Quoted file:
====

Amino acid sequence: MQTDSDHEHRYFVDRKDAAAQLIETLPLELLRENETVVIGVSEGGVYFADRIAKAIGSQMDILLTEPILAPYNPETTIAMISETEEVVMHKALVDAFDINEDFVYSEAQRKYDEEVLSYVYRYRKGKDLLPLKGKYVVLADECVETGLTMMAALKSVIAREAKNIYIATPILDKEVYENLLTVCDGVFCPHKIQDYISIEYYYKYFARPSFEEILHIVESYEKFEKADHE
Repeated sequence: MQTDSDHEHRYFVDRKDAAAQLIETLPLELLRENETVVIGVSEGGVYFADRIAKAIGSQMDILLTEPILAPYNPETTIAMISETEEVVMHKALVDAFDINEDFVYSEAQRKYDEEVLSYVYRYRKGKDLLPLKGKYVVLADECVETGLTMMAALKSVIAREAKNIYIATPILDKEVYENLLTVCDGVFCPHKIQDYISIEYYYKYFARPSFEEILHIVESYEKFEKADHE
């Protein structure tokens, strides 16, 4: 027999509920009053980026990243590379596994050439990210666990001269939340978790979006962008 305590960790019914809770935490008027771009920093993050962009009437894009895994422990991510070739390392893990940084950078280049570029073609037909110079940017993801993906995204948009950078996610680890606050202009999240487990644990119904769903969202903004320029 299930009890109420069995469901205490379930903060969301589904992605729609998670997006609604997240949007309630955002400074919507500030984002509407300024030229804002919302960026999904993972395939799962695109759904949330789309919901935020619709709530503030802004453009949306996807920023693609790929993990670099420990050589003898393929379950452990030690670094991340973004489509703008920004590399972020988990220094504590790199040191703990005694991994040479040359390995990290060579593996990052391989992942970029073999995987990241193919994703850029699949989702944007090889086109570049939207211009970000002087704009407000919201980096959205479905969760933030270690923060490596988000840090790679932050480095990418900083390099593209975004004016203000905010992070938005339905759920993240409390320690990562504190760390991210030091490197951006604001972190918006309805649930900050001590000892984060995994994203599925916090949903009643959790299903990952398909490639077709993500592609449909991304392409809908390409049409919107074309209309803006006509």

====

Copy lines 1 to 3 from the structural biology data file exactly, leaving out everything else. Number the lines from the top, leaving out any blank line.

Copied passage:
Amino acid sequence: MQTDSDHEHRYFVDRKDAAAQLIETLPLELLRENETVVIGVSEGGVYFADRIAKAIGSQMDILLTEPILAPYNPETTIAMISETEEVVMHKALVDAFDINEDFVYSEAQRKYDEEVLSYVYRYRKGKDLLPLKGKYVVLADECVETGLTMMAALKSVIAREAKNIYIATPILDKEVYENLLTVCDGVFCPHKIQDYISIEYYYKYFARPSFEEILHIVESYEKFEKADHE
Repeated sequence: MQTDSDHEHRYFVDRKDAAAQLIETLPLELLRENETVVIGVSEGGVYFADRIAKAIGSQMDILLTEPILAPYNPETTIAMISETEEVVMHKALVDAFDINEDFVYSEAQRKYDEEVLSYVYRYRKGKDLLPLKGKYVVLADECVETGLTMMAALKSVIAREAKNIYIATPILDKEVYENLLTVCDGVFCPHKIQDYISIEYYYKYFARPSFEEILHIVESYEKFEKADHE
């Protein structure tokens, strides 16, 4: 027999509920009053980026990243590379596994050439990210666990001269939340978790979006962008 305590960790019914809770935490008027771009920093993050962009009437894009895994422990991510070739390392893990940084950078280049570029073609037909110079940017993801993906995204948009950078996610680890606050202009999240487990644990119904769903969202903004320029 299930009890109420069995469901205490379930903060969301589904992605729609998670997006609604997240949007309630955002400074919507500030984002509407300024030229804002919302960026999904993972395939799962695109759904949330789309919901935020619709709530503030802004453009949306996807920023693609790929993990670099420990050589003898393929379950452990030690670094991340973004489509703008920004590399972020988990220094504590790199040191703990005694991994040479040359390995990290060579593996990052391989992942970029073999995987990241193919994703850029699949989702944007090889086109570049939207211009970000002087704009407000919201980096959205479905969760933030270690923060490596988000840090790679932050480095990418900083390099593209975004004016203000905010992070938005339905759920993240409390320690990562504190760390991210030091490197951006604001972190918006309805649930900050001590000892984060995994994203599925916090949903009643959790299903990952398909490639077709993500592609449909991304392409809908390409049409919107074309209309803006006509």